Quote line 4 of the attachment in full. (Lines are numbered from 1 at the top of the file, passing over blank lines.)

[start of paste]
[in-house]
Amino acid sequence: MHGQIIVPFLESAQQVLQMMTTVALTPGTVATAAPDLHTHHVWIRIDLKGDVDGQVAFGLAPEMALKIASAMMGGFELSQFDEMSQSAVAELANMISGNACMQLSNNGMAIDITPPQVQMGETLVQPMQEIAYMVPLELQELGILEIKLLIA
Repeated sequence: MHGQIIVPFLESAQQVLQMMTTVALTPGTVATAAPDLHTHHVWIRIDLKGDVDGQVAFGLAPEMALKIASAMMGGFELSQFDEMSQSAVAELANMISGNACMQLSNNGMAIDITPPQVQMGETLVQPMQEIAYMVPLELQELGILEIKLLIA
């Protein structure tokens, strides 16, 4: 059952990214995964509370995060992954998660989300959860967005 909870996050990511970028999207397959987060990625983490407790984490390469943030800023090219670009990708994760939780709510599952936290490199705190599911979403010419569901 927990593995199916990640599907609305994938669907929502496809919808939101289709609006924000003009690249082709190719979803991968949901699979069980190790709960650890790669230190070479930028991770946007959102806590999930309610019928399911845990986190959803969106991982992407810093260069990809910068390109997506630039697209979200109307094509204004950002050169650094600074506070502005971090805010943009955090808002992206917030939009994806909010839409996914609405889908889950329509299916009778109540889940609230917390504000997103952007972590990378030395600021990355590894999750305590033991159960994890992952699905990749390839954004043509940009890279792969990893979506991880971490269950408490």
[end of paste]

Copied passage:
């Protein structure tokens, strides 16, 4: 059952990214995964509370995060992954998660989300959860967005 909870996050990511970028999207397959987060990625983490407790984490390469943030800023090219670009990708994760939780709510599952936290490199705190599911979403010419569901 927990593995199916990640599907609305994938669907929502496809919808939101289709609006924000003009690249082709190719979803991968949901699979069980190790709960650890790669230190070479930028991770946007959102806590999930309610019928399911845990986190959803969106991982992407810093260069990809910068390109997506630039697209979200109307094509204004950002050169650094600074506070502005971090805010943009955090808002992206917030939009994806909010839409996914609405889908889950329509299916009778109540889940609230917390504000997103952007972590990378030395600021990355590894999750305590033991159960994890992952699905990749390839954004043509940009890279792969990893979506991880971490269950408490």